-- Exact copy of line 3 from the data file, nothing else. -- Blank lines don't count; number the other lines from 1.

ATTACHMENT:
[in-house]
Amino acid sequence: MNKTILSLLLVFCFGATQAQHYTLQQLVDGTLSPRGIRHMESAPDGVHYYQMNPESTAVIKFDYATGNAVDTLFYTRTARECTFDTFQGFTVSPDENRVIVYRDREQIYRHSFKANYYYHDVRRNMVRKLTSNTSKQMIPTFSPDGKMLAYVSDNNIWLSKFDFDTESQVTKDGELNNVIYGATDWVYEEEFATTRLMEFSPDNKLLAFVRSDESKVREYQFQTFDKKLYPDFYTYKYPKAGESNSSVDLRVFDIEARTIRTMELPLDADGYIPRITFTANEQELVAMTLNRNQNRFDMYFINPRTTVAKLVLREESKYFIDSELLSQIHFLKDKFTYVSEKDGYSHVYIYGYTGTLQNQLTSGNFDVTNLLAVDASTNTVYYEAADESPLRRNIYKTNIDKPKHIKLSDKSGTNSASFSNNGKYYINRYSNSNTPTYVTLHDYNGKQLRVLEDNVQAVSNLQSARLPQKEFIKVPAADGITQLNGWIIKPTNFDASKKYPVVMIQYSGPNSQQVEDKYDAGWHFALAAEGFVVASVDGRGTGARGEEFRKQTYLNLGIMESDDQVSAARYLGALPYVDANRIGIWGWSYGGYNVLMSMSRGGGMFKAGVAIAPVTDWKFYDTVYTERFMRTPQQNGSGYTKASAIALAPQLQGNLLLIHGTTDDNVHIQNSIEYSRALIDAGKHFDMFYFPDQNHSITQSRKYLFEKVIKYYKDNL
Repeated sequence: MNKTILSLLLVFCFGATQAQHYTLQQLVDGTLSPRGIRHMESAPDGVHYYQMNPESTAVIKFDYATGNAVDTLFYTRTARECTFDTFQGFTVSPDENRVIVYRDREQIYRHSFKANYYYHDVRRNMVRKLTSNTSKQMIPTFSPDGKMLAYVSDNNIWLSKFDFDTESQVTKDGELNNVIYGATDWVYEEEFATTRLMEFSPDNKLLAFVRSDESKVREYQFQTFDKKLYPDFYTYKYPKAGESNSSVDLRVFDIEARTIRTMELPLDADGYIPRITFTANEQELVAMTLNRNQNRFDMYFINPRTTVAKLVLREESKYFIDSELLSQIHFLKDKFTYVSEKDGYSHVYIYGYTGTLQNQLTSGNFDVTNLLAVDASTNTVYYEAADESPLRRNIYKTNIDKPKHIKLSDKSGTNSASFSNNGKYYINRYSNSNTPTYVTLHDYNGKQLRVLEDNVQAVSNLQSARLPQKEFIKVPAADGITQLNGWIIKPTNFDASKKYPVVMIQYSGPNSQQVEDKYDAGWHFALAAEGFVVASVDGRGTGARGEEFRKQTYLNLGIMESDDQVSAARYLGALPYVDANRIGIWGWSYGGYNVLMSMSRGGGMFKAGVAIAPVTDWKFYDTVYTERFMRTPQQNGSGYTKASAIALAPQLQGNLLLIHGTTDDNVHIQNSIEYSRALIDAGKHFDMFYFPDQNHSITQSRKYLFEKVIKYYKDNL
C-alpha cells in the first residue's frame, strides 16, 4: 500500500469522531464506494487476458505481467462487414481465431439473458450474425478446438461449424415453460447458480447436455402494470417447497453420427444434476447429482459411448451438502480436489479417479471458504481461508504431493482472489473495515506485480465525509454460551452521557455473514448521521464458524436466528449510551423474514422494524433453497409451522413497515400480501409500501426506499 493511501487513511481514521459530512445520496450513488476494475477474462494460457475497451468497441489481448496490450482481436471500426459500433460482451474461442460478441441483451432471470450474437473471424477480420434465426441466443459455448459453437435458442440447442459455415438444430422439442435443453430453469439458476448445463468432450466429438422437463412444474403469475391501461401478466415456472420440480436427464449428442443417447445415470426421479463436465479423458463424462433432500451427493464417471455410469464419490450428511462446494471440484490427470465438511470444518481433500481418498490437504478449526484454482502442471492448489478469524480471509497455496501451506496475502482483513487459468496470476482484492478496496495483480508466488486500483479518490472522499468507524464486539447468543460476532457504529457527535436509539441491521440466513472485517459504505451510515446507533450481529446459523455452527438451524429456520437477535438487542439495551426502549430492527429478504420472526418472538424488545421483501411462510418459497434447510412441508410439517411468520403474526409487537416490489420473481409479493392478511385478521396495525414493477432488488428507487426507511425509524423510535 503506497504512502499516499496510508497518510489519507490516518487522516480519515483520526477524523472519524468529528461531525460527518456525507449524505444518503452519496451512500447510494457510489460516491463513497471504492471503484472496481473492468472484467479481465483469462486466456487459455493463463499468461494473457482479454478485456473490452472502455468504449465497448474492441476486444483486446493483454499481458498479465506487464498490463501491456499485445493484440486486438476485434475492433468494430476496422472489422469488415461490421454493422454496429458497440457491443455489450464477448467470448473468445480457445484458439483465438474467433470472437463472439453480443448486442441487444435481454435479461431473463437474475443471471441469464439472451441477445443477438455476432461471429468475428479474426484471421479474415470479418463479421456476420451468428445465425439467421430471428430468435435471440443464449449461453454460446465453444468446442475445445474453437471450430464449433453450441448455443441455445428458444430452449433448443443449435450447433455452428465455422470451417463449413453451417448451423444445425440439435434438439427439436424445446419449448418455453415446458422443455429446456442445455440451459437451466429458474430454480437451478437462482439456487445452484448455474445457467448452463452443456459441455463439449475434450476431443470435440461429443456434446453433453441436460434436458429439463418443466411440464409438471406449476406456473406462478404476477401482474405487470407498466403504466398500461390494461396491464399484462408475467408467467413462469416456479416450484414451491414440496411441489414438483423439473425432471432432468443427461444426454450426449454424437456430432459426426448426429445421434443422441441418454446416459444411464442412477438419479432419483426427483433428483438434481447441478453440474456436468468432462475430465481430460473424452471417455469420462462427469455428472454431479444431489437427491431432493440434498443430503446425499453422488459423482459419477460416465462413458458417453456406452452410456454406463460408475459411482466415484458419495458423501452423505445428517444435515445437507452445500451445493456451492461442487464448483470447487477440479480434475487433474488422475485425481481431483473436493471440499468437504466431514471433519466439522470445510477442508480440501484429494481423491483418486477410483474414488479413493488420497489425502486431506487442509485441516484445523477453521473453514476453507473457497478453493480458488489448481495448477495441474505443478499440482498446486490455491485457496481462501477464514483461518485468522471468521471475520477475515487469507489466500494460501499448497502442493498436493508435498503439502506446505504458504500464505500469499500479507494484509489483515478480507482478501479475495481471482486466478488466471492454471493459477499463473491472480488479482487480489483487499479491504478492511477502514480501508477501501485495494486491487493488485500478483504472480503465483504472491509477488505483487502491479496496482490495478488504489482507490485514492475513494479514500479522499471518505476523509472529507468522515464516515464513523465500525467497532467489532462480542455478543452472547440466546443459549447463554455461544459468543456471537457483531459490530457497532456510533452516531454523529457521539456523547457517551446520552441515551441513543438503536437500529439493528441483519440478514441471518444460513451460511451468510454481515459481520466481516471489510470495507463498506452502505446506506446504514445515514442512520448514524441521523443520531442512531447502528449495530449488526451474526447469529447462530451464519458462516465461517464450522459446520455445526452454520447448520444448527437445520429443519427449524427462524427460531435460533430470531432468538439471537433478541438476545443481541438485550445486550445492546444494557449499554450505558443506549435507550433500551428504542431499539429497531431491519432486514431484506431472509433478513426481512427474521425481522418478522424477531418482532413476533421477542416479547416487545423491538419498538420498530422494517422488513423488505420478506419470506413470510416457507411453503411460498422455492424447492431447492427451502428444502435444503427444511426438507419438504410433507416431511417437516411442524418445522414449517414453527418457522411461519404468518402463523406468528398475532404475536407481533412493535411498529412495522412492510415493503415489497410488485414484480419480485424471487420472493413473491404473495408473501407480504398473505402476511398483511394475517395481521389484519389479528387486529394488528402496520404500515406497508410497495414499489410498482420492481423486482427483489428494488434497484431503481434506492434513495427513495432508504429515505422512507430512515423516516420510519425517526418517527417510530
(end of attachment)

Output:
Repeated sequence: MNKTILSLLLVFCFGATQAQHYTLQQLVDGTLSPRGIRHMESAPDGVHYYQMNPESTAVIKFDYATGNAVDTLFYTRTARECTFDTFQGFTVSPDENRVIVYRDREQIYRHSFKANYYYHDVRRNMVRKLTSNTSKQMIPTFSPDGKMLAYVSDNNIWLSKFDFDTESQVTKDGELNNVIYGATDWVYEEEFATTRLMEFSPDNKLLAFVRSDESKVREYQFQTFDKKLYPDFYTYKYPKAGESNSSVDLRVFDIEARTIRTMELPLDADGYIPRITFTANEQELVAMTLNRNQNRFDMYFINPRTTVAKLVLREESKYFIDSELLSQIHFLKDKFTYVSEKDGYSHVYIYGYTGTLQNQLTSGNFDVTNLLAVDASTNTVYYEAADESPLRRNIYKTNIDKPKHIKLSDKSGTNSASFSNNGKYYINRYSNSNTPTYVTLHDYNGKQLRVLEDNVQAVSNLQSARLPQKEFIKVPAADGITQLNGWIIKPTNFDASKKYPVVMIQYSGPNSQQVEDKYDAGWHFALAAEGFVVASVDGRGTGARGEEFRKQTYLNLGIMESDDQVSAARYLGALPYVDANRIGIWGWSYGGYNVLMSMSRGGGMFKAGVAIAPVTDWKFYDTVYTERFMRTPQQNGSGYTKASAIALAPQLQGNLLLIHGTTDDNVHIQNSIEYSRALIDAGKHFDMFYFPDQNHSITQSRKYLFEKVIKYYKDNL